NEWPORT — Newport residents convened at the Sugar River Valley Technical Center on Thursday to discuss the school district’s $21 million budget proposal for fiscal year 2021, which would increase the local tax rate by $2.88 if approved.
“We didn’t propose new positions and had no new initiatives,” interim Business Administrator Ed Edmond told the public. “It’s basically running the district as we did this year but with the necessary changes to move forward.”
The proposed budget of $21,012,095 reflects an increase of $1.6 million from the current school year. The increases include a new collective bargaining contract with support staff of $159,000, contractual teacher salaries, $374,000 for out-of-district tuitions for four identified students, and building utilities and some contracted services.
At the Jan. 9 Newport School Board meeting, Edmond explained that in the current-year budget, many requested budget lines, such as for utilities, were made less than the actual need. Using building-heating fuel, for example, Edmond said that the current budget only requested $125,000, when the actual cost is projected to be $200,000.
The school board said that these items were likely reduced in an effort to lower the budget’s overall cost.
During public comments, Newport Selectman Todd Fratzel said that he did not support this budget and that the school board needs to explore downsizing school staff, since that is where most of the district’s expenses are located.
“People care deeply about education, but they can’t afford more,” Fratzel told the school board. “If the community is telling you they can’t afford it, you have to make the tough decisions.
Lisa Ferrigno, an educator at Richards Elementary School, said that she felt “frustrated and angry” to hear people calling for steep budget cuts at this time, as she has seen such a positive turnaround in the classrooms and student attitudes toward learning.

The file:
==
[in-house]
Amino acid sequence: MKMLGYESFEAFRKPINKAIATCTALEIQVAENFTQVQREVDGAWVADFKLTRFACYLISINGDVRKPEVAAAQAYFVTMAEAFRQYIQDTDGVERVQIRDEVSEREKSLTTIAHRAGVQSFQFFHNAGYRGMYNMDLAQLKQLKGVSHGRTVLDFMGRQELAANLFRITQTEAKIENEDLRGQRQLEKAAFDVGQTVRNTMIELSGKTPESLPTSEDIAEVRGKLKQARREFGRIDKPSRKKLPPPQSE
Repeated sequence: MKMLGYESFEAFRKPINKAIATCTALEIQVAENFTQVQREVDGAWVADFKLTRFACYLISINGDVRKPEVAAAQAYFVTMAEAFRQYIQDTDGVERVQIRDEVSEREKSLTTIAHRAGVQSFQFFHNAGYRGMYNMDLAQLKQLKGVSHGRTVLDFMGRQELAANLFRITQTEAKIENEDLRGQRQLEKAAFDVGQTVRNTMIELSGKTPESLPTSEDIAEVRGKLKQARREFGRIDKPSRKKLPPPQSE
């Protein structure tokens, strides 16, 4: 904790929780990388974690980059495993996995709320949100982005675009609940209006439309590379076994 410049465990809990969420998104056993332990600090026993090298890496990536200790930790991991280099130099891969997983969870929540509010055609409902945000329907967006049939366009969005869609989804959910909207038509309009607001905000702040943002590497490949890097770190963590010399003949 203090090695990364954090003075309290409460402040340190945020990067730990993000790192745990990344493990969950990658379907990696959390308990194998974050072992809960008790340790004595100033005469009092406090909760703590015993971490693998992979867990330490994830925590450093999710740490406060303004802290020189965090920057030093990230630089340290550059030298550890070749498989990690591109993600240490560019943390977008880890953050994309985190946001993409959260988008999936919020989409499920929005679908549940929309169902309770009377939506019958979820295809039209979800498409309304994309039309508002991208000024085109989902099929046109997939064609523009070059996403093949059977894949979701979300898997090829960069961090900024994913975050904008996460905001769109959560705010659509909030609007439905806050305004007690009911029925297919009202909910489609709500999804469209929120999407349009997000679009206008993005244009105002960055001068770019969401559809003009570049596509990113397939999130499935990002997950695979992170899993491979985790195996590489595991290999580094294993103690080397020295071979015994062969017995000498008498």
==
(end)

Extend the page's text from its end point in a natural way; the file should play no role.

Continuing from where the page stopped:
“To make cuts now and go backwards to eliminate a million dollars now — which would be about 10 teachers — is disheartening, especially when we’ve been moving in the right direction,” she said.
Melissa Mitchler, speaking as both a Newport educator and a parent of a child with special needs, countered a public comment that implied that the district had too many paraprofessionals in the classroom.
“Not every class with a special education student gets a paraeducator,” Mitchler said. “That’s a misconception that needs to be cleared up right now. We might get a paraeducator because there is child or multiple [children] sitting in our classroom who could not learn in a normal classroom setting.”
Mitchler said that her daughter, for example, shares a paraeducator with five other students and that cutting paraeducators from the budget could arguably cost the district far more in the process.
“If things were cut from personnel, I would have the right as a parent to go to the school district and say that the needs of my child aren’t not being met in this district,” Mitchler said. “ And I would have the right to look at another school that could meet her needs. Would anyone have an estimate as to what it would cost to send my child to Sunapee?”
In addition to Sunapee’s tuition rate for out-of-district students, the district would still need to pay for a paraeducator, along with any services required under the student’s IEP, which could run close to the $100,000 range.
Newport resident and Sullivan County Commissioner Ben Nelson told the board that he believes that the underlying source of frustration for many residents isn’t the budget cost in itself, but that after several years of financial mismanagement problems in the supervisory union, the public has grown wary.
“If people trust the money and know what’s going on, they’ll do an informed decision,” Nelson said. “It’s hard to [make] an informed decision right now. They don’t want to vote for something if you can’t tell them where the money is.”